It’s difficult to know where to focus these days, with so many challenges created by the pandemic, with so many aspects of our lives impacted - from our health to our ability to move around, pay our bills, care for our children, peacefully assemble, even vote. We are trying to find new ways to make our voices heard, and the frustration and fatigue is very real; the desire to give up, normal. Finding grace has become a daily challenge and, at times, a chore that feels impossible. And even as we are working to find new ways to operate and cope with the mounting stresses of this moment, we are also having a national reckoning about our history, our equity and our national identity.
I was talking with a colleague from across the aisle recently who was lamenting the challenges of civil communication and compromise, whether it was better to express something controversial or keep silent to avoid criticism. This is something I hear a lot. That we have lost the ability to communicate, that we no longer honor civility, that we are too divisive, too political, too divided to ever hear or understand anyone outside of ourselves.
A couple of months ago, I was speaking with a class and I was asked what I should tell our students who had a plan for their lives, a plan that has been so immensely disrupted. The moderator confessed she did not have an answer to this question. I had two. First, look to the creatives. They went to work on solutions immediately on how to pivot and change the models to do things differently. Second, accept where we are. Accept this reality so that you are only moving forward. We are all in a stage of mourning because our brains are hardwired to see change as loss, but once we accept that things are different, we won’t waste precious time and physical and emotional energy trying to get back to what was, but instead we can focus on what can be.
One of the biggest challenges we have to conquer, the stumbling block that so often stands in the way of innovation, is binary thinking. It’s ingrained in our culture, in our work, our leisure, our politics and our problem-solving. Binary thinking is always putting things in terms of two options that are usually mutually exclusive; all the possibilities are either option A or option B, and not both. Heroes and villains, good and bad, right and wrong, Democrat and Republican.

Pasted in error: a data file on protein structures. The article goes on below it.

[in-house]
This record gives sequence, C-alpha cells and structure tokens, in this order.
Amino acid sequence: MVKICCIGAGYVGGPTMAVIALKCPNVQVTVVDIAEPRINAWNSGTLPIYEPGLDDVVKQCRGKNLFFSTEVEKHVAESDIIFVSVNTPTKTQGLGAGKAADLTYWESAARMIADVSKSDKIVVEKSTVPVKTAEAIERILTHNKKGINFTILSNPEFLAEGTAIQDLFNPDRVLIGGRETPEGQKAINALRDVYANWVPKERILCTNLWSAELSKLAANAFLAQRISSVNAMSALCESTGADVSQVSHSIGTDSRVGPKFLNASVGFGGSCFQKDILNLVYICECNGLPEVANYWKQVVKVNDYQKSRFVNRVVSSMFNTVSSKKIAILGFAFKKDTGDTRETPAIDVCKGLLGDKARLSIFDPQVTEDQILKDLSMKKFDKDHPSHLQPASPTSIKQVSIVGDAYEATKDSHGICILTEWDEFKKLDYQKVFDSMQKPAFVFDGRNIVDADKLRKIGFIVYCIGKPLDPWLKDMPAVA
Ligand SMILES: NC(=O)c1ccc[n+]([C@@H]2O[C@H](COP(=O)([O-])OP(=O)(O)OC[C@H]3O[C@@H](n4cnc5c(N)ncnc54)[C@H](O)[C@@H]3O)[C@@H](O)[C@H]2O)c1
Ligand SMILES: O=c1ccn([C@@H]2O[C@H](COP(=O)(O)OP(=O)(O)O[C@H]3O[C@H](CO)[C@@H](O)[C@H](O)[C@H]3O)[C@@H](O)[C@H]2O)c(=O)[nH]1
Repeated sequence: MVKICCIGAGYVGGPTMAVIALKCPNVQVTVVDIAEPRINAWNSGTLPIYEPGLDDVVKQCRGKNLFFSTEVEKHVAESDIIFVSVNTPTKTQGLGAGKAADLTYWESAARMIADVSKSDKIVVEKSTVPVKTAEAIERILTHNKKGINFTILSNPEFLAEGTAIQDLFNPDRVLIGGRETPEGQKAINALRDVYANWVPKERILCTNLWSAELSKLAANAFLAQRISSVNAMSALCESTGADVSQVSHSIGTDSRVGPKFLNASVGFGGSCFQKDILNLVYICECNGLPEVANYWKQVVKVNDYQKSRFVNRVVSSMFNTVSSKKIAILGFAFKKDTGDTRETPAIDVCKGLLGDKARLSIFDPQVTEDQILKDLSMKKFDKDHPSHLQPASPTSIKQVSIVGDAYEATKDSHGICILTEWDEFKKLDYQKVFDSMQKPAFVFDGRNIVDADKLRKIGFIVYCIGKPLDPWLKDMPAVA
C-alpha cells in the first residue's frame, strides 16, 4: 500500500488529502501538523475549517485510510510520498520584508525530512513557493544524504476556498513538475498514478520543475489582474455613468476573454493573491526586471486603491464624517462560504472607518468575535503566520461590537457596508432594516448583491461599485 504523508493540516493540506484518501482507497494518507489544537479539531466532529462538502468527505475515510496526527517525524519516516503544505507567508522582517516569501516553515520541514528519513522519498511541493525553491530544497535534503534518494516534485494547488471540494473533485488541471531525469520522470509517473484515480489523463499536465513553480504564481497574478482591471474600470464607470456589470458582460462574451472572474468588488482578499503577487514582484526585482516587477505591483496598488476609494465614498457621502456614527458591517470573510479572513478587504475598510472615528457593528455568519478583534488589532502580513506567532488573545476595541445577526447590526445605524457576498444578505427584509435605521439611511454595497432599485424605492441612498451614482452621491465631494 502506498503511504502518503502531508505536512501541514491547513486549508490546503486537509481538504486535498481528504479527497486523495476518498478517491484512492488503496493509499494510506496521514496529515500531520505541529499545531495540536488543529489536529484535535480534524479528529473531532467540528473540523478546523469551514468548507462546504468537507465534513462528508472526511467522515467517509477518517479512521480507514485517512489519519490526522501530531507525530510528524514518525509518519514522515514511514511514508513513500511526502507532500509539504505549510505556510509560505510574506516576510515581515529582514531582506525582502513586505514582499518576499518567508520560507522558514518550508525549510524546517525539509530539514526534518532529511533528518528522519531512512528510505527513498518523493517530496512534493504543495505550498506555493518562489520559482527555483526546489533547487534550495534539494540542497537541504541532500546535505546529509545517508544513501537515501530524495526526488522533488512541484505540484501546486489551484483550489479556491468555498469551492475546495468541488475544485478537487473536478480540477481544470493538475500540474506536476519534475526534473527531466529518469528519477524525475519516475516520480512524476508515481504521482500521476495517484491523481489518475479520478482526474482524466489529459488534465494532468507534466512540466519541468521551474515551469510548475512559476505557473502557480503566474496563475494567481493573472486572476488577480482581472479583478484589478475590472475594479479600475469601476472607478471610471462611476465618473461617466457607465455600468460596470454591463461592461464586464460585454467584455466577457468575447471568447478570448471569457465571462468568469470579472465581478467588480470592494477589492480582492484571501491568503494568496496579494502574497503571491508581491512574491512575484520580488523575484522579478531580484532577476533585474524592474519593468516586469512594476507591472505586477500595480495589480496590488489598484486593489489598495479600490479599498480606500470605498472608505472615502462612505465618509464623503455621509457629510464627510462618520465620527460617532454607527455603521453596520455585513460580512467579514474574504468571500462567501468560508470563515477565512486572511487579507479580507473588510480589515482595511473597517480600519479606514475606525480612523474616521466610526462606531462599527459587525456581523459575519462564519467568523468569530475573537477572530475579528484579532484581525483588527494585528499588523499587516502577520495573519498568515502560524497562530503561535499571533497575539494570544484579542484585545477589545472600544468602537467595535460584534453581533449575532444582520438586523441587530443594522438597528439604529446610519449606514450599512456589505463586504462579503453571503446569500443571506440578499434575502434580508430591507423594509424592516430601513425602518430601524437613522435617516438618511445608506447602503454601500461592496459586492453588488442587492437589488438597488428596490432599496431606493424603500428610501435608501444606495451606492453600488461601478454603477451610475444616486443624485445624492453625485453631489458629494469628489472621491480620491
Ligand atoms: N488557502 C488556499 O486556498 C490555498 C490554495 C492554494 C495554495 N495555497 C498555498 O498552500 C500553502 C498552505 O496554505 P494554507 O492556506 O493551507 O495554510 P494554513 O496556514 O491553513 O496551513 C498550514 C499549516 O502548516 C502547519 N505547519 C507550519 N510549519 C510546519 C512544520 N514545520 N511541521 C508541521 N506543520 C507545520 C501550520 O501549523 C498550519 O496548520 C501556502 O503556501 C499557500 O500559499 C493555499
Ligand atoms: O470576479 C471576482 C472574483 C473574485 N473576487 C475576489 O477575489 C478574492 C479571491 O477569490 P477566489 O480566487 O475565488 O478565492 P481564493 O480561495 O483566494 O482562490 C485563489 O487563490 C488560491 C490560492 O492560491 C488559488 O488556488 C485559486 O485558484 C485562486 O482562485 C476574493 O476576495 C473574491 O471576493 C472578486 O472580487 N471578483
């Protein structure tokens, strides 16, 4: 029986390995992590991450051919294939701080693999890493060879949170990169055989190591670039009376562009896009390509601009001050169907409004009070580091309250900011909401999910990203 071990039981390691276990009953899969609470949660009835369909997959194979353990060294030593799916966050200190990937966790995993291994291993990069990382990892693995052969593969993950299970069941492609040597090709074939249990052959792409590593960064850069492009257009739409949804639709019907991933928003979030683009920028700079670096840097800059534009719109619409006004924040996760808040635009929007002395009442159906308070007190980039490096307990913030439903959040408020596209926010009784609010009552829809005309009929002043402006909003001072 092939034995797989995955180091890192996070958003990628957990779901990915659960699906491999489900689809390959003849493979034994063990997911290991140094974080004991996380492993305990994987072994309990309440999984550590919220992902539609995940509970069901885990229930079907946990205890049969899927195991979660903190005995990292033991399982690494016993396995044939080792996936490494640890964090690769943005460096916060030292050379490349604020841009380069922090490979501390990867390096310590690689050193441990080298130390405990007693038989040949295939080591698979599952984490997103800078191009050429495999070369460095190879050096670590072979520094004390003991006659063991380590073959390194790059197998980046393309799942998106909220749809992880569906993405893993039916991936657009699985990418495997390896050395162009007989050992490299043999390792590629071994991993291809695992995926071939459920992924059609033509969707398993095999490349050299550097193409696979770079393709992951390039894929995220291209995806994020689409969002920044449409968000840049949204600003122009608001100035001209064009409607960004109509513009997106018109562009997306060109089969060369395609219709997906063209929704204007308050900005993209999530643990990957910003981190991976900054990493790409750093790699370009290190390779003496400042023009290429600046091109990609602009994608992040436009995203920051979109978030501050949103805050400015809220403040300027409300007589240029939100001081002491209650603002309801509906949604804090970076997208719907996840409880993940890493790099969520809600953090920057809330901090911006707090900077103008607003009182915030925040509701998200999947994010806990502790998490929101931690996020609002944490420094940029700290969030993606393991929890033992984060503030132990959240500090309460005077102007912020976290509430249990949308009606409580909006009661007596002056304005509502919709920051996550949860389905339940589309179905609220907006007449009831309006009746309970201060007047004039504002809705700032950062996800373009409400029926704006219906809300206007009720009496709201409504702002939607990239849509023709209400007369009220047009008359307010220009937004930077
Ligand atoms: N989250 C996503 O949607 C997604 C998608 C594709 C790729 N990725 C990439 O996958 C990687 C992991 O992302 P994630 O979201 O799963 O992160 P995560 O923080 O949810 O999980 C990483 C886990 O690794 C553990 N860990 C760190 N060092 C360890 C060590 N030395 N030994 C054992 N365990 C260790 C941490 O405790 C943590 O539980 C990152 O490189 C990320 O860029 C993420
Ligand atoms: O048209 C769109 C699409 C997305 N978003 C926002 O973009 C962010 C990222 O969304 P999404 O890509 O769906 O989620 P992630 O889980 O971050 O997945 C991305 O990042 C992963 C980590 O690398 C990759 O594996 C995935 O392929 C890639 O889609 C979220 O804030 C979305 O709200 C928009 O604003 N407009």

Time and again throughout this crisis, I’ve seen us paralyzed to act because we didn’t know which choice was the right one, as though there was a right and wrong answer, and without considering the wider implications. I talk about big picture a lot, because as a theater artist, it was always my job to have the overarching vision. It’s what made me valuable to companies in crisis because I could quickly identify and triage what wasn’t working. I called it “big picture,” but the more scientific term is full-spectrum thinking - the ability to seek patterns and clarity outside, across, beyond, or maybe even without any boxes or categories while resisting false certainty and simplistic binary choices.
There is another greater value to full-spectrum thinking, because it gives us a little distance from the outcome. The challenge with binary thinking is that it requires winners and losers. No one wants to be on the losing team, and often we are left with emotional whiplash when our heroes become villains, our villains become heroes, and it prevents us from processing the complexity of people or the comprehensiveness of policy. The reality of every decision is that what benefits some hurts others, and if we don’t have the full picture, the full spectrum, we can’t work to mitigate the most damage and satisfy the greatest range of concerns.
I am not asking you to suddenly change how you think, but I am asking that you try it a little because no one is coming to save us; we have to save ourselves, and we have the solutions, we just don’t know it yet. Much like the truth lies somewhere in between what he said and what he said, the best solutions, as well as the compassion, and ultimately constructive communication and change, lie in the in-between spaces. Because between black and white are not simply shades of gray but all the other colors of the spectrum.